BLANE KLEMEK COLUMN: Snowshoeing is for everyone

I was just a teenager on the farm when I first strapped a pair of snowshoes onto my pack boots. Skeptical that that the long, wood-framed things with their gangly appearance and gaping webbing could possibly keep me vertical much less on top of d...


I was just a teenager on the farm when I first strapped a pair of snowshoes onto my pack boots. Skeptical that that the long, wood-framed things with their gangly appearance and gaping webbing could possibly keep me vertical much less on top of deep snowdrifts, I nonetheless took my first gingerly steps into the snow-filled woodland.

It was like learning to walk again. I stumbled. I mistakenly stepped onto my own snowshoes. I fell, but I soon managed to make slow progress in the powdery snow, deep drifts, and around and over obstacles. The exhilaration of walking on the snow instead of punching through it was almost like walking on air. I was not unlike the cottontail rabbits or, more so, like the snowshoe hares and ruffed grouse, of which their tracks that I encountered here and there were all on top of the snow, just like mine.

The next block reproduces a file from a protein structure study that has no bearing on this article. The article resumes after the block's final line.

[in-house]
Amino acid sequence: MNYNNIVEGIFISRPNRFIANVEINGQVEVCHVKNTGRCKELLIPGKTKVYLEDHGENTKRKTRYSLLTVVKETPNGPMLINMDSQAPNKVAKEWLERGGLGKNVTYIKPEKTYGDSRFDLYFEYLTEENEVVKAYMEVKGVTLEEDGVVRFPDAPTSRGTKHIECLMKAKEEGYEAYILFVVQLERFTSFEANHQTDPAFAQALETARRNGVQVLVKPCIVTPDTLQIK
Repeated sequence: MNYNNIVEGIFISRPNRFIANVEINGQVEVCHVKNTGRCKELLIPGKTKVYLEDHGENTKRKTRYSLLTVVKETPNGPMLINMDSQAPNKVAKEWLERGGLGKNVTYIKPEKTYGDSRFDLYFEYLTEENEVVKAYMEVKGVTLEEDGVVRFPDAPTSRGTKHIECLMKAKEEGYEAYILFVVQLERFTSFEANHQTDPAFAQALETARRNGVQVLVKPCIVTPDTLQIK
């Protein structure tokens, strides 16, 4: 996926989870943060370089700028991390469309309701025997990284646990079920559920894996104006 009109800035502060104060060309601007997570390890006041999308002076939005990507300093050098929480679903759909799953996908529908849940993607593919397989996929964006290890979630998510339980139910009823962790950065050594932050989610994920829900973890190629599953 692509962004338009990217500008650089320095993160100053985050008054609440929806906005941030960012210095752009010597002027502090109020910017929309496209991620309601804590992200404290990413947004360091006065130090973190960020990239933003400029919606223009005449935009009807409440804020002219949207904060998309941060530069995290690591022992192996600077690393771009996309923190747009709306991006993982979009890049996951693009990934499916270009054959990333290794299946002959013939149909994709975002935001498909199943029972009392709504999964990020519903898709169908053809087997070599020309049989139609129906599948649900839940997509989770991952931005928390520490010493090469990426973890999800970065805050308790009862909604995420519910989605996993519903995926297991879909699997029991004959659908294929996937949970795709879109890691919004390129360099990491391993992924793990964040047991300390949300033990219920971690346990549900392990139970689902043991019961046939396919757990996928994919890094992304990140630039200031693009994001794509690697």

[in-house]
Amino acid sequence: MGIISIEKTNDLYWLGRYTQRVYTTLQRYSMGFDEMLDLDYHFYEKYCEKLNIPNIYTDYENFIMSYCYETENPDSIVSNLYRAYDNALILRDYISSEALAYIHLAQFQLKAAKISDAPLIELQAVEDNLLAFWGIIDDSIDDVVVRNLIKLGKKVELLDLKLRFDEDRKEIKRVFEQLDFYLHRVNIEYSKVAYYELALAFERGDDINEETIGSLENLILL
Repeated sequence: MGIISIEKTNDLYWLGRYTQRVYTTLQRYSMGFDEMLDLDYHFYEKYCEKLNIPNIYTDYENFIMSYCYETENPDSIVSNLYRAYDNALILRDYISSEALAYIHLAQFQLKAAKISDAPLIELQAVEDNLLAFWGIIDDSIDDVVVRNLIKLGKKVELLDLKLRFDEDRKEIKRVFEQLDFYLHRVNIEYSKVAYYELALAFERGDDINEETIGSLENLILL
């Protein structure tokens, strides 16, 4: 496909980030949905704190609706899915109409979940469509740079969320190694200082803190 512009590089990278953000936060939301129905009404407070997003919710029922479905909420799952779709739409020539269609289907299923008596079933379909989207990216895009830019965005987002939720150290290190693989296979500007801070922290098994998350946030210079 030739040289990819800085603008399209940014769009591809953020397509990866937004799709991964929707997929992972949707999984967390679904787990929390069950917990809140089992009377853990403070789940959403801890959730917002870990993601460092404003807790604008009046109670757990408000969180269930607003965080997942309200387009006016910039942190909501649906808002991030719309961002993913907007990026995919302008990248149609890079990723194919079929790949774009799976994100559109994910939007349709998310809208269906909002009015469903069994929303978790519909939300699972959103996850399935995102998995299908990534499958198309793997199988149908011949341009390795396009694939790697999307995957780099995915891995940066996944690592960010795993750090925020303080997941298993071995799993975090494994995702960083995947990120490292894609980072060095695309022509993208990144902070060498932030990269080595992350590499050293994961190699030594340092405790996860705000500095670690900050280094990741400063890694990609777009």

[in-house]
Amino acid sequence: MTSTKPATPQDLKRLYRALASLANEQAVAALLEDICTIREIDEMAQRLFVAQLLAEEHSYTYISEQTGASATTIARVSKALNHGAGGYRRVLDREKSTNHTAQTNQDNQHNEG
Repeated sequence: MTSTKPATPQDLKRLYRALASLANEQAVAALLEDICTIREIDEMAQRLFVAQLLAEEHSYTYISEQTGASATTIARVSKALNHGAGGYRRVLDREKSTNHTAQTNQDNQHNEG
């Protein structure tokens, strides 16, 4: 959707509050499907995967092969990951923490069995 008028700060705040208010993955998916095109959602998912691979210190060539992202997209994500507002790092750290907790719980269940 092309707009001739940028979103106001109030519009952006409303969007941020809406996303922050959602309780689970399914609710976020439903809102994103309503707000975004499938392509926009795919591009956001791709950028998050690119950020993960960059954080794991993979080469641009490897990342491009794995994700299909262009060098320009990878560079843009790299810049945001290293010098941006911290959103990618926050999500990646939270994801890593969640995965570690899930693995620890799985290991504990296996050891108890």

Indeed. Tentative and incredulous steps were soon replaced with enthusiasm, confidence, and wonderment.

Back in the day snowshoeing was much more popular than perhaps it is today. In fact, from "The Snowshoe Book" written by W.G. Beers in 1874, snowshoeing clubs were once widespread throughout Canada and such clubs have their roots as far back as the French Canadian days. Members of these clubs were noted for their penchant for brightly colored sashes and knitted stocking caps, or tuques as Canadians call stocking caps. And over the course of time the choice of color for these outfits helped to distinguish the clubs and the area they were from. For example, blue was the choice of snowshoers from Montreal and red the color of preference for Quebec snowshoers.